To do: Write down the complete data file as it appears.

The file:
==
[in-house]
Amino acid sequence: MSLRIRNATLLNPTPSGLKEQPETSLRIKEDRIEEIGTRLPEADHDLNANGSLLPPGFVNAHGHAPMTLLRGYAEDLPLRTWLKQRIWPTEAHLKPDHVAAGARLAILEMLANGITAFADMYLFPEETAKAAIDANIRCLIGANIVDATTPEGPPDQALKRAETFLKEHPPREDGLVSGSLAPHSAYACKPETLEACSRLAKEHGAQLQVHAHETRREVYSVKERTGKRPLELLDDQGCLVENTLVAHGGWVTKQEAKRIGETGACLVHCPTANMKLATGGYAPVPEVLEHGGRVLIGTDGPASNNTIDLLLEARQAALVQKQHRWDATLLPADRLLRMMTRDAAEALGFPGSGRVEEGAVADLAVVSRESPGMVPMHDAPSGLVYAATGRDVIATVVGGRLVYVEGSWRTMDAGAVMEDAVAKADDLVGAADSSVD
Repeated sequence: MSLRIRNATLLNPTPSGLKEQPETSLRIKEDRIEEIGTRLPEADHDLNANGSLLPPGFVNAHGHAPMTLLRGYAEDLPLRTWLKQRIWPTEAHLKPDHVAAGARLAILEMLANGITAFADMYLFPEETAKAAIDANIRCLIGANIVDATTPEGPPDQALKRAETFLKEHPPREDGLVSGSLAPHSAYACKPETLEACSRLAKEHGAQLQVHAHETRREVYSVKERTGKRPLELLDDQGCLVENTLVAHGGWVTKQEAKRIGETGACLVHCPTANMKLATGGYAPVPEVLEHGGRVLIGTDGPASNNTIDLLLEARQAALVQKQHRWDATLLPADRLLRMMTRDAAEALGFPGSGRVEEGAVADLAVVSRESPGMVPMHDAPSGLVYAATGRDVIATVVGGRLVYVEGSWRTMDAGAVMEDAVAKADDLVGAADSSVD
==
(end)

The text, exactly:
[in-house]
Amino acid sequence: MSLRIRNATLLNPTPSGLKEQPETSLRIKEDRIEEIGTRLPEADHDLNANGSLLPPGFVNAHGHAPMTLLRGYAEDLPLRTWLKQRIWPTEAHLKPDHVAAGARLAILEMLANGITAFADMYLFPEETAKAAIDANIRCLIGANIVDATTPEGPPDQALKRAETFLKEHPPREDGLVSGSLAPHSAYACKPETLEACSRLAKEHGAQLQVHAHETRREVYSVKERTGKRPLELLDDQGCLVENTLVAHGGWVTKQEAKRIGETGACLVHCPTANMKLATGGYAPVPEVLEHGGRVLIGTDGPASNNTIDLLLEARQAALVQKQHRWDATLLPADRLLRMMTRDAAEALGFPGSGRVEEGAVADLAVVSRESPGMVPMHDAPSGLVYAATGRDVIATVVGGRLVYVEGSWRTMDAGAVMEDAVAKADDLVGAADSSVD
Repeated sequence: MSLRIRNATLLNPTPSGLKEQPETSLRIKEDRIEEIGTRLPEADHDLNANGSLLPPGFVNAHGHAPMTLLRGYAEDLPLRTWLKQRIWPTEAHLKPDHVAAGARLAILEMLANGITAFADMYLFPEETAKAAIDANIRCLIGANIVDATTPEGPPDQALKRAETFLKEHPPREDGLVSGSLAPHSAYACKPETLEACSRLAKEHGAQLQVHAHETRREVYSVKERTGKRPLELLDDQGCLVENTLVAHGGWVTKQEAKRIGETGACLVHCPTANMKLATGGYAPVPEVLEHGGRVLIGTDGPASNNTIDLLLEARQAALVQKQHRWDATLLPADRLLRMMTRDAAEALGFPGSGRVEEGAVADLAVVSRESPGMVPMHDAPSGLVYAATGRDVIATVVGGRLVYVEGSWRTMDAGAVMEDAVAKADDLVGAADSSVD